John Elkington, noted sustainability expert, describes India’s new Companies Act mandating Corporate Social Responsibility (CSR) as ‘bold’.
‘CSR is the future’ - this was the emphatic view of Elkington and Indian brand expert Santosh Desai - both of whom held master classes on CSR at a conclave organised by Child Rights and You (CRY) in Mumbai last week.
When Desai said that “CSR is the future for brands” he was not referring to companies donating money to good causes. More and more CSR is being defined by how a company runs its operations and makes its profits.
Various studies have shown that the majority of CEOs of large global corporations now claim to be committed towards a triple bottom line approach.
They strive not just for the old single bottom line of money profits - they also produce reports on two other bottom lines, that is, the social and environmental good to which they have contributed.
The implications of this emerging trend are further reinforced by a study on the Indian Mining sector released by Deloitte on 17th December.
Increased pressure from local communities adversely affected by mining companies is a key element that will affect the whole sector in years to come, according to this report titled ‘Tracking the Trends 2014’.
Local communities have become more and more sophisticated in assessing the impacts of mining operations and mobilising against them.
Social media has enabled activists to reach sympathisers across the world for more widely and rapidly than ever before.
Thus corporate reputations, access rights to new discoveries and market valuations are now much more at risk before.
Consequently, says the Deloitte report: “…many mining companies are raising the bar on what it means to be model corporate citizens. Winning a social licence to operate now means more than simply following national and industry regulations; in many emerging markets, local community engagement has come to the fore as one of the most pressing issues facing operators, with particular emphasis on water and land access rights, environmental protection, local economic development and jobs.”
India is not alone is seeing a rise in assertion of people’s power. In Greece, attempts to expand local gold mines have led to community protests and general strikes.
In Peru a $5 billion gold and copper project has been halted by violent protests and blockades by local communities whose water supplies might be polluted by the mining.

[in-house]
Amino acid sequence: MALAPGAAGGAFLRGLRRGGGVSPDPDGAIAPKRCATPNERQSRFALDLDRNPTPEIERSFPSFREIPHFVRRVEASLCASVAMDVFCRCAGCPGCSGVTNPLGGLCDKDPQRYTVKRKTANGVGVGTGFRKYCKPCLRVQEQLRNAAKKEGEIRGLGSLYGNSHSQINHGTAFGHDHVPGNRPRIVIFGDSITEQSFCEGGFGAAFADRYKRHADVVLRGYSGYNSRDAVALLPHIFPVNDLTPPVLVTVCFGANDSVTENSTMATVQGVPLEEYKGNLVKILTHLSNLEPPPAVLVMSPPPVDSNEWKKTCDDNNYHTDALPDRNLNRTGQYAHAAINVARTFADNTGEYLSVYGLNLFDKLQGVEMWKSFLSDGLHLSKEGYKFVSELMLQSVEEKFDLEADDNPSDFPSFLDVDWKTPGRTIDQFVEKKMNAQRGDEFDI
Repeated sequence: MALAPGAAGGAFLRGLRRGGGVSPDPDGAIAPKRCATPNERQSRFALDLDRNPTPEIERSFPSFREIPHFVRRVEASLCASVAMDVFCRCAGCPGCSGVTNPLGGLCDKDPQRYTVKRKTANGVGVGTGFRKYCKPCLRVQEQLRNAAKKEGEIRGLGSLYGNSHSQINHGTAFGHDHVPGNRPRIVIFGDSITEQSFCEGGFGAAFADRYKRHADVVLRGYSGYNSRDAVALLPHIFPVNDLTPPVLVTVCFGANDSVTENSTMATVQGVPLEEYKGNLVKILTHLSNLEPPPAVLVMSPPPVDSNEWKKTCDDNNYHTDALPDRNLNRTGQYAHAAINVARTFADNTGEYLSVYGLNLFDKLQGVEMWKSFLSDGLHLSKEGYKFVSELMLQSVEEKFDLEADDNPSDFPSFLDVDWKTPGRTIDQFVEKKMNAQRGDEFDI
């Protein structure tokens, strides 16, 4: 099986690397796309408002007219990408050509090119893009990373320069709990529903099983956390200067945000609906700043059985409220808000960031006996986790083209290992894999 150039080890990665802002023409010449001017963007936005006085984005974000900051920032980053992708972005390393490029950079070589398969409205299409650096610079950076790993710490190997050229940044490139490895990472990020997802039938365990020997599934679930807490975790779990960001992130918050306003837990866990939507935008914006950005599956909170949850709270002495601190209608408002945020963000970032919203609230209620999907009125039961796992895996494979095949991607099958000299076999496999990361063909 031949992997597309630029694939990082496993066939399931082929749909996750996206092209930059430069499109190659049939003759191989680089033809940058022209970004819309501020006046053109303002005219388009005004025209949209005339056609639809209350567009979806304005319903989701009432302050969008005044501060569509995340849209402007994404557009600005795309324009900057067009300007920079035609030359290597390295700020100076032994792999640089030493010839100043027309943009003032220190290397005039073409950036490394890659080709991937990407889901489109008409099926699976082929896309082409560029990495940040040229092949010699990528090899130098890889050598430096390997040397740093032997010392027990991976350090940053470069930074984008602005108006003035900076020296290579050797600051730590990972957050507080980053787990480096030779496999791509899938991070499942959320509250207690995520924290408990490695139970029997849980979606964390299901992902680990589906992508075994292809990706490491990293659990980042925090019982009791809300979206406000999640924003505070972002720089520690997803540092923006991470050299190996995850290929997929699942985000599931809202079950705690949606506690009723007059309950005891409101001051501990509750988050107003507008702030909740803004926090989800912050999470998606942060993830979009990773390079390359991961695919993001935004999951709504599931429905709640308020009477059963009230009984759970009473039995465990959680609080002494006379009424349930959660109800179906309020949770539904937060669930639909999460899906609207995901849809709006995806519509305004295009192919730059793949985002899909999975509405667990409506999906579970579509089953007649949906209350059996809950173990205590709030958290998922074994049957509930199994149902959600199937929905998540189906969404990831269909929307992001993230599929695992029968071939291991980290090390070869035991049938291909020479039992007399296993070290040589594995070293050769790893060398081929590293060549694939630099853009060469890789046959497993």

Similar developments have been reported in Guatemala, Colombia, Ecuador, Bolivia, Sweden, Romania and Tibet.
In South Africa the country’s Black Economic Empowerment Policy and the Mineral and Petroleum Resources Act (2002) has granted more rights to local people.
By 2014 companies holding mining rights will be expected to use local suppliers to procure 40% of their capital goods, 30 per cent of their services and a full 50 per cent of their consumable goods.
While it may not be possible to eliminate community protests, says Deloitte report, “mining companies may be able to forestall more serious clashes by taking a more proactive and strategic approach to stakeholder relations. To create win-win platforms, companies need to map their stakeholder and constituent relationships extensively to understand their positions.”
Among possible strategies is the establishment of a community advisory board and developing a prioritised stakeholder management plan to better identify the wide range of local and national groups able to impact their operations and work to align project imperatives with community interests.
Companies might then gain a local base of economic and political support for their projects “ultimately enabling them to bring projects on line more quickly, lower government penalties, reduce costs and mitigate political and sovereign risk.
The key is for companies to demonstrate the contributions their longer-term resource development strategies can make to help grow the local job base, the industrial base and the education sector.
This will allow companies to differentiate themselves as partners and move beyond zero-sum discussions regarding local and national content rules.”
So far the dominant definition of CSR has been to give away money to social causes - run schools and hospitals in the vicinity of a company’s operations. This will remain relevant but it can no longer be the primary focus of CSR.
As both Elkington and Desai pointed out at the CRY CSR Summit last week the time for equating CSR with a Public Relations spin is over. Only those forms of CSR will be meaningful and impactful which are based on a company seriously reconfiguring its operations to conform with both social and environmental good.
The most reliable touch stone for a company to judge the quality of its CSR strategy, said Desai, would be the child rights agenda. Check to see how a company’s operations are impacting children of all classes, not just in the vicinity of its operations but anywhere its products reach - and you will have a fairly precise assessment of how socially responsible a company that is.
Disclosure: The author serves on the Board of Trustees of CRY.